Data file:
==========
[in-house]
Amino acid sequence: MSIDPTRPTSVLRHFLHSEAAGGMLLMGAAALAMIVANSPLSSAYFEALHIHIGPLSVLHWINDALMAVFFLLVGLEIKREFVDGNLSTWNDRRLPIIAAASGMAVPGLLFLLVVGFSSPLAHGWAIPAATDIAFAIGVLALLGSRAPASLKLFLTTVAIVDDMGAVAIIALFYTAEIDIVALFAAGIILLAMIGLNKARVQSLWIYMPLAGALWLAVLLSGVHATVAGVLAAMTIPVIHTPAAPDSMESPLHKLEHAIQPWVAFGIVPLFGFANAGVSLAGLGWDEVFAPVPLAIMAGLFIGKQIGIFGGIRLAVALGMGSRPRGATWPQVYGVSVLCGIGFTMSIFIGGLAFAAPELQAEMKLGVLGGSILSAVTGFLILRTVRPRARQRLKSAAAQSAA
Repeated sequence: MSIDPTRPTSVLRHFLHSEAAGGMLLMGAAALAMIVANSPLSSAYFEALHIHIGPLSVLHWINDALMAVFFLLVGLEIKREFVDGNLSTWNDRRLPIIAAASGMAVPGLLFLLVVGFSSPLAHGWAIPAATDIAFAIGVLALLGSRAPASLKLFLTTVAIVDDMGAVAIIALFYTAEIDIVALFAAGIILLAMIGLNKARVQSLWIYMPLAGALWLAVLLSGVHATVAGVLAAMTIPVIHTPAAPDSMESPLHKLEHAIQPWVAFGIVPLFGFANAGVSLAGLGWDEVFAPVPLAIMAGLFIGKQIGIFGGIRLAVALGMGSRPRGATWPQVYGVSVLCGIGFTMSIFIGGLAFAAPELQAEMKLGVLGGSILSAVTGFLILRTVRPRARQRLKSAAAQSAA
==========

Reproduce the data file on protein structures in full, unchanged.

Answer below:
[in-house]
Amino acid sequence: MSIDPTRPTSVLRHFLHSEAAGGMLLMGAAALAMIVANSPLSSAYFEALHIHIGPLSVLHWINDALMAVFFLLVGLEIKREFVDGNLSTWNDRRLPIIAAASGMAVPGLLFLLVVGFSSPLAHGWAIPAATDIAFAIGVLALLGSRAPASLKLFLTTVAIVDDMGAVAIIALFYTAEIDIVALFAAGIILLAMIGLNKARVQSLWIYMPLAGALWLAVLLSGVHATVAGVLAAMTIPVIHTPAAPDSMESPLHKLEHAIQPWVAFGIVPLFGFANAGVSLAGLGWDEVFAPVPLAIMAGLFIGKQIGIFGGIRLAVALGMGSRPRGATWPQVYGVSVLCGIGFTMSIFIGGLAFAAPELQAEMKLGVLGGSILSAVTGFLILRTVRPRARQRLKSAAAQSAA
Repeated sequence: MSIDPTRPTSVLRHFLHSEAAGGMLLMGAAALAMIVANSPLSSAYFEALHIHIGPLSVLHWINDALMAVFFLLVGLEIKREFVDGNLSTWNDRRLPIIAAASGMAVPGLLFLLVVGFSSPLAHGWAIPAATDIAFAIGVLALLGSRAPASLKLFLTTVAIVDDMGAVAIIALFYTAEIDIVALFAAGIILLAMIGLNKARVQSLWIYMPLAGALWLAVLLSGVHATVAGVLAAMTIPVIHTPAAPDSMESPLHKLEHAIQPWVAFGIVPLFGFANAGVSLAGLGWDEVFAPVPLAIMAGLFIGKQIGIFGGIRLAVALGMGSRPRGATWPQVYGVSVLCGIGFTMSIFIGGLAFAAPELQAEMKLGVLGGSILSAVTGFLILRTVRPRARQRLKSAAAQSAA